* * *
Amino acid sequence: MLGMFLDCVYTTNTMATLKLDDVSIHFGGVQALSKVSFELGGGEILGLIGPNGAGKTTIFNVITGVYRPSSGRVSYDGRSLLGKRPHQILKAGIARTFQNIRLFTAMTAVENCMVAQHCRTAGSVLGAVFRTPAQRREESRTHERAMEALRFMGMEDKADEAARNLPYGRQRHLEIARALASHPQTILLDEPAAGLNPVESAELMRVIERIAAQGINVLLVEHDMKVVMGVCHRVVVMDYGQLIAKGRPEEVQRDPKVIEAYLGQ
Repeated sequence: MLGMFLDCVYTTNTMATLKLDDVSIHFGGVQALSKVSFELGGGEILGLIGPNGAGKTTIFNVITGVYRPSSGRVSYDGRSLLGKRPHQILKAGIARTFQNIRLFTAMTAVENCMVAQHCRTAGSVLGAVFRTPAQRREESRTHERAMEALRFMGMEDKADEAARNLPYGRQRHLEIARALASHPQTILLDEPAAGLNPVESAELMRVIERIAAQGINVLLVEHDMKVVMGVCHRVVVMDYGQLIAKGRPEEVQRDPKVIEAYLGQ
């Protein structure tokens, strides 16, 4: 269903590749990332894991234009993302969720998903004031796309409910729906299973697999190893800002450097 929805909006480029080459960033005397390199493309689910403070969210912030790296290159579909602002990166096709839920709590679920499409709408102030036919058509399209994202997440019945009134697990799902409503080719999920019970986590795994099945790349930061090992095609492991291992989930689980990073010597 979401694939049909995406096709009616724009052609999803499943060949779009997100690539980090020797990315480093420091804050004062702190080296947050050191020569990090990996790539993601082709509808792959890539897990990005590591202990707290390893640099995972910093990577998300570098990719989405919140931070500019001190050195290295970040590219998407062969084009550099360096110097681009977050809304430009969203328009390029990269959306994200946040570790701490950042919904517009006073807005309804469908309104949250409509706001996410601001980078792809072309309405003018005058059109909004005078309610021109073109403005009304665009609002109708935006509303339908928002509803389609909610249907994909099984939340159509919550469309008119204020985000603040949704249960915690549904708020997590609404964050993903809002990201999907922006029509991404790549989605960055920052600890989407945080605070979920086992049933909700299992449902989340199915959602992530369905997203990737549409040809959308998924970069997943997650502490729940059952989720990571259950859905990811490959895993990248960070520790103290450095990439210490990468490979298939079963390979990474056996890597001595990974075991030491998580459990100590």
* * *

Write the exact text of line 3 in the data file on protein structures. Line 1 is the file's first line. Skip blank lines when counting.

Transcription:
């Protein structure tokens, strides 16, 4: 269903590749990332894991234009993302969720998903004031796309409910729906299973697999190893800002450097 929805909006480029080459960033005397390199493309689910403070969210912030790296290159579909602002990166096709839920709590679920499409709408102030036919058509399209994202997440019945009134697990799902409503080719999920019970986590795994099945790349930061090992095609492991291992989930689980990073010597 979401694939049909995406096709009616724009052609999803499943060949779009997100690539980090020797990315480093420091804050004062702190080296947050050191020569990090990996790539993601082709509808792959890539897990990005590591202990707290390893640099995972910093990577998300570098990719989405919140931070500019001190050195290295970040590219998407062969084009550099360096110097681009977050809304430009969203328009390029990269959306994200946040570790701490950042919904517009006073807005309804469908309104949250409509706001996410601001980078792809072309309405003018005058059109909004005078309610021109073109403005009304665009609002109708935006509303339908928002509803389609909610249907994909099984939340159509919550469309008119204020985000603040949704249960915690549904708020997590609404964050993903809002990201999907922006029509991404790549989605960055920052600890989407945080605070979920086992049933909700299992449902989340199915959602992530369905997203990737549409040809959308998924970069997943997650502490729940059952989720990571259950859905990811490959895993990248960070520790103290450095990439210490990468490979298939079963390979990474056996890597001595990974075991030491998580459990100590």